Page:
So what 'does it mean' to know Draconic? What use is it?

The simplest way to approach this concept, due to limitations of the in-game and out-of-game engines, is simply to assume that due to the standardization of some portions of the tongue; understanding of any given dialect is by definition ability to understand, if not fluently speak, all others. Accenting and additives to words from these other forms can be adopted if the individual elects to, and interchangeably be used with the same intonation, because the differences are superficial enough that while their written form may well be different; it is as much a construct as the dialects of the English language -- simply odd words with meanings akin to words which would otherwise be separated or different in other dialects that are, for the purposes of being streamlined for the 'intended audience', changed.

A white dragon may well speak a more simplified form of the draconic tongue that's much more like Arcane, whereas a Red dragon may elect to speak with more flowered and robust accents to demonstrate its fluidity with speech; and therefore its intellect. However, talking together, they will often understand each-other.

The only importance of this from a roleplaying aspect is to understand that your character, when talking to other disciples/mages/dragons/half-dragons/kobolds may well be speaking in a manner which is more sharp/wordy or less so; and as a result, the learning process of Draconic for a non-instinct or native speaker with less than 14 INT may take longer if it is done between two different sources.

Dialects of Draconic which exist include those of each type of Chromatic/Metallic, as well as those of Planar Dragons and Deep Dragons, the Kobold Yik-yak, the simplified Draconic of Lizardfolk and Troglodytes, the Yuan-ti language, Arcane Draconic used by Low-level Wizards, Loross used by Imaskari/Shadovar nobility and High-level Wizards, 'True' Draconic (only actively spoken by the Draconic Deities), and the Drake dialect used by all non-planar non-true Dragons.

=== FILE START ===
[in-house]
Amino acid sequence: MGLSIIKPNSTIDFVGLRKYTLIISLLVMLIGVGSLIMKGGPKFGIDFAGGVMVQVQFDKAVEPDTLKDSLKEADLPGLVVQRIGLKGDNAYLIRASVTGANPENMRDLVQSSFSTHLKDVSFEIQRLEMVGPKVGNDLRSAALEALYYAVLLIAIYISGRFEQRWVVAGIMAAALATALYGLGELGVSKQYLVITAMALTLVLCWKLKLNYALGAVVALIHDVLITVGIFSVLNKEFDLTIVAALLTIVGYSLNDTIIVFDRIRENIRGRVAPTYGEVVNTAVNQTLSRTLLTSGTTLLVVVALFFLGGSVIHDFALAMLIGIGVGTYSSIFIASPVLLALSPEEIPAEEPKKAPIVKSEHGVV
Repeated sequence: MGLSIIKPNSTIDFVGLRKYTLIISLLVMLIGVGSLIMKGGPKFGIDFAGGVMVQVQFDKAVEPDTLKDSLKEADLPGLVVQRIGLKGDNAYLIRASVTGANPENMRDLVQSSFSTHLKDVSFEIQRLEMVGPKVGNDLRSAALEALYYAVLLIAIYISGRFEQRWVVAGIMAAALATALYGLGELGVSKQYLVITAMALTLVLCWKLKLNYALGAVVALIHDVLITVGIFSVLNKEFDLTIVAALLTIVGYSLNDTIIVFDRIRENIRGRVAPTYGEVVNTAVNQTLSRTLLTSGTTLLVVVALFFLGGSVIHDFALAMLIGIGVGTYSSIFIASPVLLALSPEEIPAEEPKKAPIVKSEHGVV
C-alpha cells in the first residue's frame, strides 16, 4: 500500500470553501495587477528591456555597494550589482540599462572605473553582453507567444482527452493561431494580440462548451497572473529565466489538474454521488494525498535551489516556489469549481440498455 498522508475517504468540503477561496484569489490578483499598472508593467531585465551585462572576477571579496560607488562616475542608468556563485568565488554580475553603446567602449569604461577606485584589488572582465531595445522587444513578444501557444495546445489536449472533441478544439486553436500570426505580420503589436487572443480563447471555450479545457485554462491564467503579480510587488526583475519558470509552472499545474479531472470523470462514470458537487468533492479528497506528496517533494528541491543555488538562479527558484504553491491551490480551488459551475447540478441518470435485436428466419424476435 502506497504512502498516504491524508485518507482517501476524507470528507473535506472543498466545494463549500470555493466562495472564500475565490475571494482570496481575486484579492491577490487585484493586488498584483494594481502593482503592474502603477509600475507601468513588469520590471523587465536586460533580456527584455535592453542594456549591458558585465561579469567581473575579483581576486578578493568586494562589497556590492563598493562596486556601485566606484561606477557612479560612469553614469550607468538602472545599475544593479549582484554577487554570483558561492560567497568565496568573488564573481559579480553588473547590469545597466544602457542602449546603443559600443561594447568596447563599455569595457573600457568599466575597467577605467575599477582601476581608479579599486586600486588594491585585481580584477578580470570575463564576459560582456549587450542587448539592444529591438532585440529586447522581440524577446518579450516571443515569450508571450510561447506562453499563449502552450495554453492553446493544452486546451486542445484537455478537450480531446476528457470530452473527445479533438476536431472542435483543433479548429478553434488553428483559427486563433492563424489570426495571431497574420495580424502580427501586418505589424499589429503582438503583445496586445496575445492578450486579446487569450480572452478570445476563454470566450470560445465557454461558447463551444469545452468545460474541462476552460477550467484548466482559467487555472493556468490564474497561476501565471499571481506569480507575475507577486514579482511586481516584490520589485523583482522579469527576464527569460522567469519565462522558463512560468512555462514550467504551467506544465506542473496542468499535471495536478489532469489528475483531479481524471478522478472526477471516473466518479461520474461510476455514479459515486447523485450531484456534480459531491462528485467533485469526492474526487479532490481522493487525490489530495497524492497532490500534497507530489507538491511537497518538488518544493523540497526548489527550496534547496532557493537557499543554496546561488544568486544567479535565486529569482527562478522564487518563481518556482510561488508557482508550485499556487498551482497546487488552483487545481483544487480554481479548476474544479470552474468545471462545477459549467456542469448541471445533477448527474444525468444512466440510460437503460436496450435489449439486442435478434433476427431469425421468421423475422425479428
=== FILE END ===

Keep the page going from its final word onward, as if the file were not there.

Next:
Gem Dragons may use the tongue of either a dragon from their plane of dwelling, or a Chromatic/Metallic that shares their breath weapon -- due to similar vocal structure.

I'll reserve further editing for later, since I believe I've covered everything important for now. The dragon-savvy DMs may add in any further notes seen fit. I'll accept PMs with questions regarding further needed conventions.

*So, i've got a question for ya.
*do you think even the worst person can changeā€¦?
*that everyone can be a good person, if they just try?
*all right.
*well, here's a better question
*do you wanna have a bad time

Playing: Tanar'i Shit Disturbers

PostPosted: Wed, Oct 05 2016, 16:49 PM 

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Joined: 09 Jun 2012
Location: Southern Florida

There was actually an excellent draconic language lore thread that the kobolds were using before they all quit en masse but I don't know where it is.

Gerald Edmund
Discord: Metal Viking Guy #5433

PostPosted: Wed, Oct 05 2016, 16:54 PM 

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Joined: 09 Jun 2012
Location: Southern Florida


Gerald Edmund
Discord: Metal Viking Guy #5433

That Guy
PostPosted: Wed, Oct 05 2016, 17:27 PM 


Joined: 13 Nov 2014

I have a question!

If this is homebrew... is Amia adopting it as official Canon lore? I mean... if not, things can get kinda confusing. What's to stop someone else from making their own homebrew language for Dragons?

Juuuuuust checkin'!

PostPosted: Thu, Oct 06 2016, 4:24 AM 

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Joined: 16 Dec 2004
Location: Somewhere

It really doesn't matter so long as it's still Draconic and translated for any PC who knows Draconic, imho

Davion Telemos - Monk of the Four Winds
Korthan Isharnos - Dragon Shaman of Thunder Spirit Zamasham